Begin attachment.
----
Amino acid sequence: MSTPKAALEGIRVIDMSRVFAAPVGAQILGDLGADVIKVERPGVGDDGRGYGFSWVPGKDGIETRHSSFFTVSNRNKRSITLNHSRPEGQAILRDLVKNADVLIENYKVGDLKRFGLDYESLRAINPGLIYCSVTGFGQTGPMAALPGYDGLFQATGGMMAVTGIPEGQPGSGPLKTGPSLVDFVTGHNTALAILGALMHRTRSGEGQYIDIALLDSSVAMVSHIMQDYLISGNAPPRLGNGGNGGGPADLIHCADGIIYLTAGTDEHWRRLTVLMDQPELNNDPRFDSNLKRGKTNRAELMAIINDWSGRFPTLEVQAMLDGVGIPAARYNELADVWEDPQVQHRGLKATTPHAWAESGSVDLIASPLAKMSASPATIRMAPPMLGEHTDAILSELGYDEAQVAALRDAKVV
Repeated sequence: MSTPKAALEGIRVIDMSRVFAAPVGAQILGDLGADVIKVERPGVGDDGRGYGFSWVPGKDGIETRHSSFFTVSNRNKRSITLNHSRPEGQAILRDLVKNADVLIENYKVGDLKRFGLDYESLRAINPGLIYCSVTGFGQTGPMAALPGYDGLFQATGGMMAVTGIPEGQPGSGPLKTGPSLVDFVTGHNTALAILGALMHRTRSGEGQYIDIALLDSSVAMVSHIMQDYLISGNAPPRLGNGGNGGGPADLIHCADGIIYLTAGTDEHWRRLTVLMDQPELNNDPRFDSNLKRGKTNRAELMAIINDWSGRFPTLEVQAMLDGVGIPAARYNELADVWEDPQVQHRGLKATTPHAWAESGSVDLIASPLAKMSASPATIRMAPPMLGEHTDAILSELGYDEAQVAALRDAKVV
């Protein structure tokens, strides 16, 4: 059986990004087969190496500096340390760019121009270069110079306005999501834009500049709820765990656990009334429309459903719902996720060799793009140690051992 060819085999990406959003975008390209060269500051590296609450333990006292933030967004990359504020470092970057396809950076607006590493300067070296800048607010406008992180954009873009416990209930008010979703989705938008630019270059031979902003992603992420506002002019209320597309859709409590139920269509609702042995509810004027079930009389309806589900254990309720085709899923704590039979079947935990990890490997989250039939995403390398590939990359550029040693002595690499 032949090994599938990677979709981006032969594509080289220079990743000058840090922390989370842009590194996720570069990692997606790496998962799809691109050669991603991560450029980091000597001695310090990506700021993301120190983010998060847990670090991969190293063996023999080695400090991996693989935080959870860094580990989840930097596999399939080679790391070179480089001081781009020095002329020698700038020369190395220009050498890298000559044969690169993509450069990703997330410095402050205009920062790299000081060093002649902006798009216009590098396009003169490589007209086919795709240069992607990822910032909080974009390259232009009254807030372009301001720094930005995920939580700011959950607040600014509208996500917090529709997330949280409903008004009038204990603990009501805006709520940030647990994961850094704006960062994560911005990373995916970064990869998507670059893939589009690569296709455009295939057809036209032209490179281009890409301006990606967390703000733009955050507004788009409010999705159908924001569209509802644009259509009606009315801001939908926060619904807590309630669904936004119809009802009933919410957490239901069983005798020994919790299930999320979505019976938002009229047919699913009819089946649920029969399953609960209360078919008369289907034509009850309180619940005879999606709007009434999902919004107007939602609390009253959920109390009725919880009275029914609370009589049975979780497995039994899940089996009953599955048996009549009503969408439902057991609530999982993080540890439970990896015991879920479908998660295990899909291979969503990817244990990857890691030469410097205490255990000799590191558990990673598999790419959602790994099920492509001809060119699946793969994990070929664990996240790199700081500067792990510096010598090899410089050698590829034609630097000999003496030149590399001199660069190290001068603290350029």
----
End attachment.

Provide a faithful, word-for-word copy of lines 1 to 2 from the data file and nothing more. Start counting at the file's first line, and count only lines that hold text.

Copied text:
Amino acid sequence: MSTPKAALEGIRVIDMSRVFAAPVGAQILGDLGADVIKVERPGVGDDGRGYGFSWVPGKDGIETRHSSFFTVSNRNKRSITLNHSRPEGQAILRDLVKNADVLIENYKVGDLKRFGLDYESLRAINPGLIYCSVTGFGQTGPMAALPGYDGLFQATGGMMAVTGIPEGQPGSGPLKTGPSLVDFVTGHNTALAILGALMHRTRSGEGQYIDIALLDSSVAMVSHIMQDYLISGNAPPRLGNGGNGGGPADLIHCADGIIYLTAGTDEHWRRLTVLMDQPELNNDPRFDSNLKRGKTNRAELMAIINDWSGRFPTLEVQAMLDGVGIPAARYNELADVWEDPQVQHRGLKATTPHAWAESGSVDLIASPLAKMSASPATIRMAPPMLGEHTDAILSELGYDEAQVAALRDAKVV
Repeated sequence: MSTPKAALEGIRVIDMSRVFAAPVGAQILGDLGADVIKVERPGVGDDGRGYGFSWVPGKDGIETRHSSFFTVSNRNKRSITLNHSRPEGQAILRDLVKNADVLIENYKVGDLKRFGLDYESLRAINPGLIYCSVTGFGQTGPMAALPGYDGLFQATGGMMAVTGIPEGQPGSGPLKTGPSLVDFVTGHNTALAILGALMHRTRSGEGQYIDIALLDSSVAMVSHIMQDYLISGNAPPRLGNGGNGGGPADLIHCADGIIYLTAGTDEHWRRLTVLMDQPELNNDPRFDSNLKRGKTNRAELMAIINDWSGRFPTLEVQAMLDGVGIPAARYNELADVWEDPQVQHRGLKATTPHAWAESGSVDLIASPLAKMSASPATIRMAPPMLGEHTDAILSELGYDEAQVAALRDAKVV